United States Consul at Manila Oscar F. Williams to Commodore George Dewey, Commander, Asiatic Station
O. F. Williams
Of the United States of America
Manila, Philippine Island, Mar. 14- 1898.
Commodore George Dewey.
U.S. Navy, Hong Kong
Your favor by messenger of Br. Consulate1 reached me this hour. Tomorrow by an American bound for Hong Kong I can send reply without having it run the gauntlet of the suspicious officials of Spain.
By letters to you- known to my Spanish Clerk- and by others sent without his knowledge. By a letter of length to your Mr. Caldwell2 and in direct and indirect ways I have striven to inform you.
1- no recent strength has been added to the defenses of either Manila or Cavite.
2d Am informed there are neither torpedoes nor mines protecting Cavite or Manila or her Channels to the sea.
3d I have inspected the forts- the old wall forts are beneath consideration a few old rusty guns of small calibre- brass and about 100 yrs old.- no care taken of anything. Within the walls a large quantity of shell & ball with many large cannon dismounted.
4th The fort at entrance to Pasig river, head of Breakwater, has three or four small guns. I believe it below consideration as defense.
5th Along the Bay front of walled Manila, beyond the walls, and at Mulate3 about two miles from the Entrance to Pasig are a line of forts- guns much larger- and apparently manned ready for action. Those are formidable- none other to be feared.
6th For sometime we have had in Philippine waters four Spanish warships- of the power of which you will know if named as follows, “Don Juan de Austria” “Isla de Cuba” “Reina Christina” and “Castilla”- one has been down to Iloilo- and last week. Wed. I believe, the “Don Juan de Austria” was dispatched north about 300 miles to cooperate with two regiments sent over land to suppress an uprising of rebels.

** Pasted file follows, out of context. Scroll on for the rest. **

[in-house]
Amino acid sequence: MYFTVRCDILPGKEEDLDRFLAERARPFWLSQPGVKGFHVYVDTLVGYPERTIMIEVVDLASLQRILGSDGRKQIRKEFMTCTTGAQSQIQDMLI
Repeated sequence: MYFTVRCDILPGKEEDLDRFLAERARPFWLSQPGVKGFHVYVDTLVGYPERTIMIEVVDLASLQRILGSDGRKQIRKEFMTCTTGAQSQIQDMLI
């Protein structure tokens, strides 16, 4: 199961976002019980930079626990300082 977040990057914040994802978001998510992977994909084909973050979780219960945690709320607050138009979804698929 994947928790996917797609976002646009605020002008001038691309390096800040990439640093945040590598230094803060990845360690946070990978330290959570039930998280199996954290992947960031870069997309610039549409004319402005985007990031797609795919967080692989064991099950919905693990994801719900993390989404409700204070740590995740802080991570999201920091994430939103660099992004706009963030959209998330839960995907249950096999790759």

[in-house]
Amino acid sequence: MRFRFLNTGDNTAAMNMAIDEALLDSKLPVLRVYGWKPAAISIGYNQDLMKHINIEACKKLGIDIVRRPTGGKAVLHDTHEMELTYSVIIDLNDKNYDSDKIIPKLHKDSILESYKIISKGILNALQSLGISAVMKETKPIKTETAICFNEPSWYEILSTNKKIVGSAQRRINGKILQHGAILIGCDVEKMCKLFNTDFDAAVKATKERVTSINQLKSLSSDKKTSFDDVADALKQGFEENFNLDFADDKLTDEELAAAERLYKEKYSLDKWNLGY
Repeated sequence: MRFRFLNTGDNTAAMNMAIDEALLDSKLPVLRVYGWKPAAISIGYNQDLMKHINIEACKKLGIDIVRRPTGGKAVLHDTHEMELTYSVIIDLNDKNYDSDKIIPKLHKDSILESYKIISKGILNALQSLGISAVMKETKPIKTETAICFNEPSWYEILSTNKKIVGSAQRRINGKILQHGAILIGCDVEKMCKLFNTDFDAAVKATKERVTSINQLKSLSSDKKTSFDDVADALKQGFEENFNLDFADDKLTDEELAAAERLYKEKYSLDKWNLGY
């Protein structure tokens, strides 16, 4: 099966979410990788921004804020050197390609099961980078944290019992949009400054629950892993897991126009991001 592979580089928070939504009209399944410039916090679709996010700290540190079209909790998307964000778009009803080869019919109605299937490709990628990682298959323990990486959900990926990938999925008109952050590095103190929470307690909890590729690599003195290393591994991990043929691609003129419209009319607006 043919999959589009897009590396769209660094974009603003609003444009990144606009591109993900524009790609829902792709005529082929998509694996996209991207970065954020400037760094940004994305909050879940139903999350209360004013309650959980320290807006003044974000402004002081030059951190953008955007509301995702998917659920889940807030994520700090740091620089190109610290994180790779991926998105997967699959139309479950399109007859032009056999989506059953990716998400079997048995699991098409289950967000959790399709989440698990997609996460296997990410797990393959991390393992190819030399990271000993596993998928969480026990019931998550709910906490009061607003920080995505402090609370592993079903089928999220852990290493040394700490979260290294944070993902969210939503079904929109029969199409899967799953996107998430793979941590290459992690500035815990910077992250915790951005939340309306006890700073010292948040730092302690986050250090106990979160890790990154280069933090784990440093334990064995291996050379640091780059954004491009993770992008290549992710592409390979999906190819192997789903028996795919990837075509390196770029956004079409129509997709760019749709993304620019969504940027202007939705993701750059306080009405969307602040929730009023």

I cannot tell the period of ships absence, her going confesses a dangerous condition for Spain and one which demands all forces now here- Revolution is rampant and a jubilee would be held if you would capture Manila. Even the Spanish are disgusted as priests rule with inquisitorial hands.
Reports are filling the air. Seven U.S. battle ships are reported, by cable from Spain to be coming here from Hong Kong, Last night I was confidentially informed that three US. battle ships were near Manila, Etc. Etc.
I listen, collect reports and write all to you. I am not an expert, but believe Manila very weak except it be for warships and that you know all about. I believe the Commercial and Church interests would demand and obtain surrender to you if only you throw a few shot and shell into the walled city, the official center of church & state. and into the dock portion of New Manila. where are exclusive warehouses- Yesterday, so as to inform you- I counted 604- craft- steamers, ships [tugs] - Cascoes-4 Etc. in river and slips- You can understand how pressure would be exerted for surrender if your ships [jeopardized] life & property. Especially when all these merchant and shipping interests are disgusted with spain and her laws and inability to stop the war, Little loyalty- here.
I believe you will get other letters before this. The cable is promised for use tomorrow. Your cipher & my reply excited gravest suspicions and were the talk of the city. three spies reported on my track- one [located] at my table- and I am satisfied my room and consulate have both been entered. Tis difficult to act wisely- but if loyalty to our flag be wisdom I shall eclipse Solomon,
Your obedient servant
O.F. Williams, Consul
Source Note: ALS, DLC-MSS, PGD. Document is on Consulate stationary that lists: “Consular Agencies at/Iloilo/Island of Panay/Cebu/Island of Zebu.”
Footnote 1: British Consul at Manila was Edward Henry Rawson-Walker.
Footnote 2: Flag Secretary Ens. Harry H. Caldwell.
Footnote 3: Proper spelling is Malate.
Footnote 4: Williams attempted to make plural the Spanish word “Casco.” A Casco was a style of square, flat bottomed boat from the Philippines used to bring good from shore to ships.